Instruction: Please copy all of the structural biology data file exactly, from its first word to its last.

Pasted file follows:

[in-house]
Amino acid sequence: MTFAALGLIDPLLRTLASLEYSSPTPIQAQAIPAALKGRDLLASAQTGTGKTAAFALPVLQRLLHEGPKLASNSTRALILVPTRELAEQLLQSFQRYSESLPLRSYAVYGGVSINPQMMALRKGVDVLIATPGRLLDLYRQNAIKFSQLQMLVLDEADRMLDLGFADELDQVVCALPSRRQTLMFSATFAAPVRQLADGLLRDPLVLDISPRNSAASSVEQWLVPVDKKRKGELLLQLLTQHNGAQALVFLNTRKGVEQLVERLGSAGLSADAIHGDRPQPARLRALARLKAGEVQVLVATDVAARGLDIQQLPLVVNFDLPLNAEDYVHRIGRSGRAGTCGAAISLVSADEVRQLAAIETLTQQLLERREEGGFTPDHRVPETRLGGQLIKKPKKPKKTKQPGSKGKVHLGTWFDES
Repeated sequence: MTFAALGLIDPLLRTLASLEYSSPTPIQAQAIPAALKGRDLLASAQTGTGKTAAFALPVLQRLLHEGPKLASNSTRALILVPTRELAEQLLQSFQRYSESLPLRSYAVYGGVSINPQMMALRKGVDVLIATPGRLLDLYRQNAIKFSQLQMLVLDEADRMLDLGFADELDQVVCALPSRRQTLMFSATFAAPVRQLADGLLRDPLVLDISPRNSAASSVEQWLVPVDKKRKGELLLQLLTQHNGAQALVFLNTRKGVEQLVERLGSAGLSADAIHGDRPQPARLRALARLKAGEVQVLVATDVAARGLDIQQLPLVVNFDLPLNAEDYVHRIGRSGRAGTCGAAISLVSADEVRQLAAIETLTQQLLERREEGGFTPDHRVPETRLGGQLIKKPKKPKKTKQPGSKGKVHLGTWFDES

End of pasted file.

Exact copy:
[in-house]
Amino acid sequence: MTFAALGLIDPLLRTLASLEYSSPTPIQAQAIPAALKGRDLLASAQTGTGKTAAFALPVLQRLLHEGPKLASNSTRALILVPTRELAEQLLQSFQRYSESLPLRSYAVYGGVSINPQMMALRKGVDVLIATPGRLLDLYRQNAIKFSQLQMLVLDEADRMLDLGFADELDQVVCALPSRRQTLMFSATFAAPVRQLADGLLRDPLVLDISPRNSAASSVEQWLVPVDKKRKGELLLQLLTQHNGAQALVFLNTRKGVEQLVERLGSAGLSADAIHGDRPQPARLRALARLKAGEVQVLVATDVAARGLDIQQLPLVVNFDLPLNAEDYVHRIGRSGRAGTCGAAISLVSADEVRQLAAIETLTQQLLERREEGGFTPDHRVPETRLGGQLIKKPKKPKKTKQPGSKGKVHLGTWFDES
Repeated sequence: MTFAALGLIDPLLRTLASLEYSSPTPIQAQAIPAALKGRDLLASAQTGTGKTAAFALPVLQRLLHEGPKLASNSTRALILVPTRELAEQLLQSFQRYSESLPLRSYAVYGGVSINPQMMALRKGVDVLIATPGRLLDLYRQNAIKFSQLQMLVLDEADRMLDLGFADELDQVVCALPSRRQTLMFSATFAAPVRQLADGLLRDPLVLDISPRNSAASSVEQWLVPVDKKRKGELLLQLLTQHNGAQALVFLNTRKGVEQLVERLGSAGLSADAIHGDRPQPARLRALARLKAGEVQVLVATDVAARGLDIQQLPLVVNFDLPLNAEDYVHRIGRSGRAGTCGAAISLVSADEVRQLAAIETLTQQLLERREEGGFTPDHRVPETRLGGQLIKKPKKPKKTKQPGSKGKVHLGTWFDES